A parallel could be made to last year's BP oil spill. Around that time, there was a lot of negative sentiment toward oil, but now, any oil-related investment is significantly higher than it was before. Similarly, uranium could be off and running by next year. That could be optimistic, but it looks and feels like it could end up in the same situation.
TER: In a basket of individual uranium stocks, the one-year total returns are still phenomenal, anywhere from 30% up to 150% up over the past 52 weeks. But over the past three months, some of these stocks have been cut in half. Is there a bright side? Are we looking at deep value currently in stocks?
RC: There is definite value. The uranium stocks were all on an upward trend, as you noted. The uranium price itself needs to go higher, and these stocks will go with it. So yes, there is significant value in these stocks; we just need a catalyst, more interest or at least recent events to blow over for these stocks to reignite.
TER: How can investors take advantage of these lower share prices?
RC: Investors looking to take advantage of the initial snap-back once the uranium price starts to aggressively pull back up would want to be in the producers, such as Cameco or Uranium One Inc. (UUU.TO). Cameco is the bellwether in the uranium space, and any investor looking there will generally look at Cameco first. Many large institutions use it as their key uranium holding, so it would be one of the first to turn around when the market starts heating up.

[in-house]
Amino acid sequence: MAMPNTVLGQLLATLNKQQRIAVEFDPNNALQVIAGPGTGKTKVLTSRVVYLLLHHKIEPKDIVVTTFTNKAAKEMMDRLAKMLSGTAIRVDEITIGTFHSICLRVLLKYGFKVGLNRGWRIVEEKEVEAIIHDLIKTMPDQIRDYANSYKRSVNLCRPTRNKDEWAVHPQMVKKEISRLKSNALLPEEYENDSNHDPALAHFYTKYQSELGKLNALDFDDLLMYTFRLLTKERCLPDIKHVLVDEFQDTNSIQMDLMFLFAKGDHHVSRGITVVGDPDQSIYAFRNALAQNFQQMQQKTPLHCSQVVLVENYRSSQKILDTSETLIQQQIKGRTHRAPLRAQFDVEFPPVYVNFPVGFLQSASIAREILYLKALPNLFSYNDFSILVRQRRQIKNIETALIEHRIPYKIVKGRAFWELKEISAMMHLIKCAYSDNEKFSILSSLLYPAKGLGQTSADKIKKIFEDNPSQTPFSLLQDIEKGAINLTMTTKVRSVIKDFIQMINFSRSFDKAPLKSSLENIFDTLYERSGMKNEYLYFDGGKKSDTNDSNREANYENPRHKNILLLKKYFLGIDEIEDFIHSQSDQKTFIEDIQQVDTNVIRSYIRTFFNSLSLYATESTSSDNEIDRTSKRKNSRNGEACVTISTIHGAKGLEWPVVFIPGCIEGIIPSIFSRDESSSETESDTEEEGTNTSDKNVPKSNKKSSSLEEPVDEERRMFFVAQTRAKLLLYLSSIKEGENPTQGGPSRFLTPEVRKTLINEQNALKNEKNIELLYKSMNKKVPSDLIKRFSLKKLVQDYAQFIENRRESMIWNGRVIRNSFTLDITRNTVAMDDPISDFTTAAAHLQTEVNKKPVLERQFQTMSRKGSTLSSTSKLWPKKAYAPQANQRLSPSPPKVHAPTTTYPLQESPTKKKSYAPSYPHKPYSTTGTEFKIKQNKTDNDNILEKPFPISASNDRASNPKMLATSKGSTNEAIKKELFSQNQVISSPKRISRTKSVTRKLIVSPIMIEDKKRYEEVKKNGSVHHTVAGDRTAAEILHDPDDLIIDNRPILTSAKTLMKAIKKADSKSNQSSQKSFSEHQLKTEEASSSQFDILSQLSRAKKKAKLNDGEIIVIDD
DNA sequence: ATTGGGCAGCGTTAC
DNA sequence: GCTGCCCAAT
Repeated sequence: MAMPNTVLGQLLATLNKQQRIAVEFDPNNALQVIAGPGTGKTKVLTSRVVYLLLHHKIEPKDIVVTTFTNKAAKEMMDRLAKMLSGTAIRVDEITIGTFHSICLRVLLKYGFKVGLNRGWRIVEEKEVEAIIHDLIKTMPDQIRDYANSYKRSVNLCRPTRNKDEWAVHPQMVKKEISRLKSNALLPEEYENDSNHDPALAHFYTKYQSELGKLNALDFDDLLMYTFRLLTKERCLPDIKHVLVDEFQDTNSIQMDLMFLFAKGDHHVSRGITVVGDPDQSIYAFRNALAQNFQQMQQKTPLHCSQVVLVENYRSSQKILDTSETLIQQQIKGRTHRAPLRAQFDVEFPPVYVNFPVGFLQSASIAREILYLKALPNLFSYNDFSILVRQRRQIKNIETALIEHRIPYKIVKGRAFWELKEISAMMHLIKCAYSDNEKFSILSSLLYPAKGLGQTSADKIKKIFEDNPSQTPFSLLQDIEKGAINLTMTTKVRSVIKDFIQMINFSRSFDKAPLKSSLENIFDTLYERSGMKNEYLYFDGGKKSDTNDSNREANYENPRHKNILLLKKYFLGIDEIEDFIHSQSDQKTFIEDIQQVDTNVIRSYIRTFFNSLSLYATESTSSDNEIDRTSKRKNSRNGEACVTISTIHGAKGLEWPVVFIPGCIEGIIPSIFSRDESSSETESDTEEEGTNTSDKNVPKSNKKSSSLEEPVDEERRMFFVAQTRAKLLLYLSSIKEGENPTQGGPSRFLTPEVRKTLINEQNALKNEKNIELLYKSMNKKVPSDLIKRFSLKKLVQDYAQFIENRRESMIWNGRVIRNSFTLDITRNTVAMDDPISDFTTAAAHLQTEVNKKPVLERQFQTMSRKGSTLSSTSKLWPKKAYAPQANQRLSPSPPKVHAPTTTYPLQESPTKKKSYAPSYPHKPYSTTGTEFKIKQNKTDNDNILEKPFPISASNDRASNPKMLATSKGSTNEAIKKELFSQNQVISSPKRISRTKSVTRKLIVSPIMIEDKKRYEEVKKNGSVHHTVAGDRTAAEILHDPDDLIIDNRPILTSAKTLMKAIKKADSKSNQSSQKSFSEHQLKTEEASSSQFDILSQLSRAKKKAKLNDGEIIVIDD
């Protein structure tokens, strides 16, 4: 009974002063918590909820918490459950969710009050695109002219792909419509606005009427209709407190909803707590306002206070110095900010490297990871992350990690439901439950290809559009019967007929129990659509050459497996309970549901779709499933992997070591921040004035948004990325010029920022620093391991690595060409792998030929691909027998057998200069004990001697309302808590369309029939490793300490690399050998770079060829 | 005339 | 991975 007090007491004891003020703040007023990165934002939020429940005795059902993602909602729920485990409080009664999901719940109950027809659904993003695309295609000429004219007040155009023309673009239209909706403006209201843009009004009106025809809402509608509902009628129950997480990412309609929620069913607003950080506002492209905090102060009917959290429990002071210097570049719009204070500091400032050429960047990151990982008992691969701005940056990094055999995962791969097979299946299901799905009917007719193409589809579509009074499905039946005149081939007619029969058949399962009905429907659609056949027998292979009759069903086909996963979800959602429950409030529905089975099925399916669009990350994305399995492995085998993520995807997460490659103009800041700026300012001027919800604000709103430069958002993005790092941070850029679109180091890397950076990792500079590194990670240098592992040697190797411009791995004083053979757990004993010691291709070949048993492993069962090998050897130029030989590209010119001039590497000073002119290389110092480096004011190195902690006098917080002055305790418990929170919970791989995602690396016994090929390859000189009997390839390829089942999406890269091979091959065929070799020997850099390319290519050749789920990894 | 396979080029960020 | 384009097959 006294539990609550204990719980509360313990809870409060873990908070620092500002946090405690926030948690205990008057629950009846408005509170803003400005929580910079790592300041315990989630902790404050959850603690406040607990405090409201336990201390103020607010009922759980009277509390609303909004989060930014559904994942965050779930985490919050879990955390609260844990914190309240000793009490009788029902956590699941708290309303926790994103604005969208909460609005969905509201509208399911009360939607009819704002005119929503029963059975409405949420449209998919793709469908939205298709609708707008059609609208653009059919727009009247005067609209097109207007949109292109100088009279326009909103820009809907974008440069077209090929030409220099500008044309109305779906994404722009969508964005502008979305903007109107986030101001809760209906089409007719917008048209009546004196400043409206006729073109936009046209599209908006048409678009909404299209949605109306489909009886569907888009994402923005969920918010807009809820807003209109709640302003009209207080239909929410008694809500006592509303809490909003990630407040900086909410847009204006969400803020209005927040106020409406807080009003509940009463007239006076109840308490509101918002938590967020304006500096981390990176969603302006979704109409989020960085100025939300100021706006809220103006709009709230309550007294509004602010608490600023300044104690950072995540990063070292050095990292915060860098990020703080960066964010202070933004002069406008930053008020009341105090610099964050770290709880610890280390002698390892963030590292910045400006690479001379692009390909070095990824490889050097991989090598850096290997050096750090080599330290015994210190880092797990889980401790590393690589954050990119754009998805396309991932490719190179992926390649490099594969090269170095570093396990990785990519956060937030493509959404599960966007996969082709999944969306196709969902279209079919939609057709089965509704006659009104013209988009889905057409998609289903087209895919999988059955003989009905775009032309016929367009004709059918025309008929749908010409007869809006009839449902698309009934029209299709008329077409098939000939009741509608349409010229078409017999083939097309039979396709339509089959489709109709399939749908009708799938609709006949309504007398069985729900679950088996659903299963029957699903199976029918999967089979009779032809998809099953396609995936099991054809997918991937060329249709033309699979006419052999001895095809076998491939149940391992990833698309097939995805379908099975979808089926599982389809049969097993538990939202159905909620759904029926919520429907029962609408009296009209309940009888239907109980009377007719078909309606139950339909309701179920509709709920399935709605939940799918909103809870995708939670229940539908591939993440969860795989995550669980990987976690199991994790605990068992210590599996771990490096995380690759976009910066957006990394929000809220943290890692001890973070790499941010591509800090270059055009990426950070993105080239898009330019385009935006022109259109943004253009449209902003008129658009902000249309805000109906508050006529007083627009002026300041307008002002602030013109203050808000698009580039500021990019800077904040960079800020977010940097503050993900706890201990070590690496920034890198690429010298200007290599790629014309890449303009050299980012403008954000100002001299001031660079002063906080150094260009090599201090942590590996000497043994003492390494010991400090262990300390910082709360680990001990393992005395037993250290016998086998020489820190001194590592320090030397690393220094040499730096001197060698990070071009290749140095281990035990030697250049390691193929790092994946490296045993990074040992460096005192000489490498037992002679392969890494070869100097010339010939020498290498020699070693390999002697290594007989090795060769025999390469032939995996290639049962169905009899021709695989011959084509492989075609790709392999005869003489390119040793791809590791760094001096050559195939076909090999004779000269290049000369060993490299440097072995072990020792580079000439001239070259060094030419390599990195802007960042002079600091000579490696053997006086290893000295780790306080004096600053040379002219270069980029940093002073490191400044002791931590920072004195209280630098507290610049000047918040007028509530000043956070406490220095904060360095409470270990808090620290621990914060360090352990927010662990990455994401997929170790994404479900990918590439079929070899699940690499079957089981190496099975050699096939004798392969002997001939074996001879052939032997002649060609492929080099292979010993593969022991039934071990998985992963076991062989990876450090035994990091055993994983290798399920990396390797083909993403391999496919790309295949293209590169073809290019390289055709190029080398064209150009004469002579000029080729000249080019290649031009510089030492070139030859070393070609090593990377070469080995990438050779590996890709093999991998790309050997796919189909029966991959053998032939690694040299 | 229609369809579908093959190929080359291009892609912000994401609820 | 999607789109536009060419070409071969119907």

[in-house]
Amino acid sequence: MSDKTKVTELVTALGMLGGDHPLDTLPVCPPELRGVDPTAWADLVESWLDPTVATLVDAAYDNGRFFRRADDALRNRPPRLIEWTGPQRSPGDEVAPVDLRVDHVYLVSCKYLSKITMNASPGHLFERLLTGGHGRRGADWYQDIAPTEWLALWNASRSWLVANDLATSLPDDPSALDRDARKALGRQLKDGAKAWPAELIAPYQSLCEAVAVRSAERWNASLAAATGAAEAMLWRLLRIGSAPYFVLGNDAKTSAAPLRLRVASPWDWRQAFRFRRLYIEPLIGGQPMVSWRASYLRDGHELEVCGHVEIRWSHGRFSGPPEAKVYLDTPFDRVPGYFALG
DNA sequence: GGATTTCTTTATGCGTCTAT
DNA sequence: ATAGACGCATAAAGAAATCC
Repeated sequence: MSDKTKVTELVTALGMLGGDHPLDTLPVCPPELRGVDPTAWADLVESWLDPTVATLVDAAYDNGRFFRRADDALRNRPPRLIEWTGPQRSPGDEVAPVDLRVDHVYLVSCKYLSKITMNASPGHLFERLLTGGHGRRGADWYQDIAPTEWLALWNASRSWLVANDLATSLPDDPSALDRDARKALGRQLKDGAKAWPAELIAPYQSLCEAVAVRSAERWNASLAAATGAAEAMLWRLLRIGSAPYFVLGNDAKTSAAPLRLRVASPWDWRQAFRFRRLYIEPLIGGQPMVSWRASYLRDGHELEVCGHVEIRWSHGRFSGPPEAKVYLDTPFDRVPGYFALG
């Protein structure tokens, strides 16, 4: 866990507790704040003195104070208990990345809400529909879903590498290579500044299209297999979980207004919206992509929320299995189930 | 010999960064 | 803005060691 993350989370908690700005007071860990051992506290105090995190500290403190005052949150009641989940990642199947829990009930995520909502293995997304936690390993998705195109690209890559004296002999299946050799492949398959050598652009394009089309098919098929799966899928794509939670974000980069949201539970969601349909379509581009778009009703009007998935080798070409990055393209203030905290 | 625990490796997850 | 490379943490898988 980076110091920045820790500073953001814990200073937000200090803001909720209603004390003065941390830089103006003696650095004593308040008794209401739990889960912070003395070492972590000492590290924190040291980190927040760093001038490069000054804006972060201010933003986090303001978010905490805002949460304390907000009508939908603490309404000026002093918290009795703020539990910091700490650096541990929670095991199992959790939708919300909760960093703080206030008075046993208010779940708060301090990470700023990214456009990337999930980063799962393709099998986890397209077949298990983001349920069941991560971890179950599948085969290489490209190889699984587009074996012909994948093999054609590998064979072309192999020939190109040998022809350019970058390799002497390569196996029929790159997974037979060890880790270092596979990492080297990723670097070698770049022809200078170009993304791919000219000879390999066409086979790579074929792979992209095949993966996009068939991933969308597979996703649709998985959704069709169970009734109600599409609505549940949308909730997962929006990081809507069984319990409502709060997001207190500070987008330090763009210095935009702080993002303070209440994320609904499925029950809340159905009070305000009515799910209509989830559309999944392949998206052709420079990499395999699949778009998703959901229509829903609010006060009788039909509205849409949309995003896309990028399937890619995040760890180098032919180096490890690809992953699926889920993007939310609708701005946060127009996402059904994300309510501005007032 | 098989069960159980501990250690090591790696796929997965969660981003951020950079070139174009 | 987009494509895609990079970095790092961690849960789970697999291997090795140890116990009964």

I also like Uranium One, because it is the most exposed to the spot price, and once that starts climbing, UUU will see most of the benefit. Other companies that will experience gains would be near-term producers, such as Energy Fuels Inc. (EFRFF.PK). We have a "buy" rating and a $1.30 target price on it. We like this company because it's building a 500 ton/day mill located within 180 miles of 23 permitted uranium mines with at least 7 Mlb. of uranium in the area around the Colorado Plateau. The company also owns two turnkey mines with at least 4.5 Mlb. of uranium; both can be turned on within a year, probably in nine months or less. So we really like Energy Fuels.
Looking at some more exploration and growth-oriented companies, we also like Kivalliq Energy Corp. (OTC:KVLQF), which we also cover as a speculative buy with a target price of $1.00. Kivalliq Energy owns the Lac Cinquante deposit in Nunavut, which is the highest grade uranium deposit outside the Athabasca Basin. The average grade is currently 0.79% U3O8. When you compare that with the global ex-Athabasca median of 0.08%, it's a phenomenally high grade. When you're in mining, grade is king.